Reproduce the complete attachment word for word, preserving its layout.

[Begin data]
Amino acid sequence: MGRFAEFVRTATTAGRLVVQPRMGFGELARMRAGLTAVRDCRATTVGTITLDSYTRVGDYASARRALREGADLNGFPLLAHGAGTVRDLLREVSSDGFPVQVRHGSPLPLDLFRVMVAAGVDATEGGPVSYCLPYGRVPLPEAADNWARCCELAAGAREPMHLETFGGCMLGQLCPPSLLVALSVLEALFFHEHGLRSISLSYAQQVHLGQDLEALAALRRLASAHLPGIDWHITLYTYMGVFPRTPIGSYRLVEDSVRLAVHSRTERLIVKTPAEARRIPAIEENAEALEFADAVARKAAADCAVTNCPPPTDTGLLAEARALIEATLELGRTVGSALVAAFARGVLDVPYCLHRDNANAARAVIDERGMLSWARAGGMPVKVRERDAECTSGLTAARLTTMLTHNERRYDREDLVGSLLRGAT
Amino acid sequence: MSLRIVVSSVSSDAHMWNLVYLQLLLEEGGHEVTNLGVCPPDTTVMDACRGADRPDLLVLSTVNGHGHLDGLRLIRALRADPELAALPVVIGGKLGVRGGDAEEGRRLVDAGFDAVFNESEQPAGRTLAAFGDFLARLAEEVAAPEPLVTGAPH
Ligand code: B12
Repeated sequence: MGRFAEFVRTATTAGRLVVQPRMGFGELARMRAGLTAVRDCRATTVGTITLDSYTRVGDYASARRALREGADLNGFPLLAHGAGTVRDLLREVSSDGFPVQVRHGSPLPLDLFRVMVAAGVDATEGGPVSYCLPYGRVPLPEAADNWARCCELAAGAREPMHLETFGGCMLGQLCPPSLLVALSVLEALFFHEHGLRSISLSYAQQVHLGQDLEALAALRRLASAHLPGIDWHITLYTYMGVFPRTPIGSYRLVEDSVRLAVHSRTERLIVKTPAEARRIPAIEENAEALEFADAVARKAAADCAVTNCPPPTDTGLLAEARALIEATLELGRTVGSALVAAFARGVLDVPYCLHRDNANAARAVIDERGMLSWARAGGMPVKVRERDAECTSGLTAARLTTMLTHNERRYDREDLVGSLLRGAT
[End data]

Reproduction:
Amino acid sequence: MGRFAEFVRTATTAGRLVVQPRMGFGELARMRAGLTAVRDCRATTVGTITLDSYTRVGDYASARRALREGADLNGFPLLAHGAGTVRDLLREVSSDGFPVQVRHGSPLPLDLFRVMVAAGVDATEGGPVSYCLPYGRVPLPEAADNWARCCELAAGAREPMHLETFGGCMLGQLCPPSLLVALSVLEALFFHEHGLRSISLSYAQQVHLGQDLEALAALRRLASAHLPGIDWHITLYTYMGVFPRTPIGSYRLVEDSVRLAVHSRTERLIVKTPAEARRIPAIEENAEALEFADAVARKAAADCAVTNCPPPTDTGLLAEARALIEATLELGRTVGSALVAAFARGVLDVPYCLHRDNANAARAVIDERGMLSWARAGGMPVKVRERDAECTSGLTAARLTTMLTHNERRYDREDLVGSLLRGAT
Amino acid sequence: MSLRIVVSSVSSDAHMWNLVYLQLLLEEGGHEVTNLGVCPPDTTVMDACRGADRPDLLVLSTVNGHGHLDGLRLIRALRADPELAALPVVIGGKLGVRGGDAEEGRRLVDAGFDAVFNESEQPAGRTLAAFGDFLARLAEEVAAPEPLVTGAPH
Ligand code: B12
Repeated sequence: MGRFAEFVRTATTAGRLVVQPRMGFGELARMRAGLTAVRDCRATTVGTITLDSYTRVGDYASARRALREGADLNGFPLLAHGAGTVRDLLREVSSDGFPVQVRHGSPLPLDLFRVMVAAGVDATEGGPVSYCLPYGRVPLPEAADNWARCCELAAGAREPMHLETFGGCMLGQLCPPSLLVALSVLEALFFHEHGLRSISLSYAQQVHLGQDLEALAALRRLASAHLPGIDWHITLYTYMGVFPRTPIGSYRLVEDSVRLAVHSRTERLIVKTPAEARRIPAIEENAEALEFADAVARKAAADCAVTNCPPPTDTGLLAEARALIEATLELGRTVGSALVAAFARGVLDVPYCLHRDNANAARAVIDERGMLSWARAGGMPVKVRERDAECTSGLTAARLTTMLTHNERRYDREDLVGSLLRGAT